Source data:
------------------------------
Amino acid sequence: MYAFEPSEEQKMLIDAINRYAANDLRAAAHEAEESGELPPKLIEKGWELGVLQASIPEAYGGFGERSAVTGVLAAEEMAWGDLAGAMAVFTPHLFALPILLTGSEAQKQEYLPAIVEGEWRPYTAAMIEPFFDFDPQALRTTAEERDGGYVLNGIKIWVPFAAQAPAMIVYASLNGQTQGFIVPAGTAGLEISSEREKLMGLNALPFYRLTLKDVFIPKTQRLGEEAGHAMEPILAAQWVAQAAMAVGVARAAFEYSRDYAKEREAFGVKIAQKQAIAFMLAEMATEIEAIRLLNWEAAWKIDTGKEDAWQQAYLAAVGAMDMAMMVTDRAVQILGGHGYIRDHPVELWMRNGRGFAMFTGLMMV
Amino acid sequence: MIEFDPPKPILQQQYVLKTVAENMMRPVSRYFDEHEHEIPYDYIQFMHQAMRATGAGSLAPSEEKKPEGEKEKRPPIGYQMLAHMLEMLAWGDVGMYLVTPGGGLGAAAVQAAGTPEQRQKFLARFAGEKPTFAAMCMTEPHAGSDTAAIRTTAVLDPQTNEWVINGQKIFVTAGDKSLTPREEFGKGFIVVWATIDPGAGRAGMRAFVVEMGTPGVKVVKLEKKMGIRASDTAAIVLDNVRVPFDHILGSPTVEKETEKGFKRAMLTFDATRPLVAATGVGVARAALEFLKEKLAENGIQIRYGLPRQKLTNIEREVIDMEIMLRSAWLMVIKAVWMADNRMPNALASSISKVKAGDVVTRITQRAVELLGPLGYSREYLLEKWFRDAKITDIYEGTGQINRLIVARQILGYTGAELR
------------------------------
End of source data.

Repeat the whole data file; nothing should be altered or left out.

Amino acid sequence: MYAFEPSEEQKMLIDAINRYAANDLRAAAHEAEESGELPPKLIEKGWELGVLQASIPEAYGGFGERSAVTGVLAAEEMAWGDLAGAMAVFTPHLFALPILLTGSEAQKQEYLPAIVEGEWRPYTAAMIEPFFDFDPQALRTTAEERDGGYVLNGIKIWVPFAAQAPAMIVYASLNGQTQGFIVPAGTAGLEISSEREKLMGLNALPFYRLTLKDVFIPKTQRLGEEAGHAMEPILAAQWVAQAAMAVGVARAAFEYSRDYAKEREAFGVKIAQKQAIAFMLAEMATEIEAIRLLNWEAAWKIDTGKEDAWQQAYLAAVGAMDMAMMVTDRAVQILGGHGYIRDHPVELWMRNGRGFAMFTGLMMV
Amino acid sequence: MIEFDPPKPILQQQYVLKTVAENMMRPVSRYFDEHEHEIPYDYIQFMHQAMRATGAGSLAPSEEKKPEGEKEKRPPIGYQMLAHMLEMLAWGDVGMYLVTPGGGLGAAAVQAAGTPEQRQKFLARFAGEKPTFAAMCMTEPHAGSDTAAIRTTAVLDPQTNEWVINGQKIFVTAGDKSLTPREEFGKGFIVVWATIDPGAGRAGMRAFVVEMGTPGVKVVKLEKKMGIRASDTAAIVLDNVRVPFDHILGSPTVEKETEKGFKRAMLTFDATRPLVAATGVGVARAALEFLKEKLAENGIQIRYGLPRQKLTNIEREVIDMEIMLRSAWLMVIKAVWMADNRMPNALASSISKVKAGDVVTRITQRAVELLGPLGYSREYLLEKWFRDAKITDIYEGTGQINRLIVARQILGYTGAELR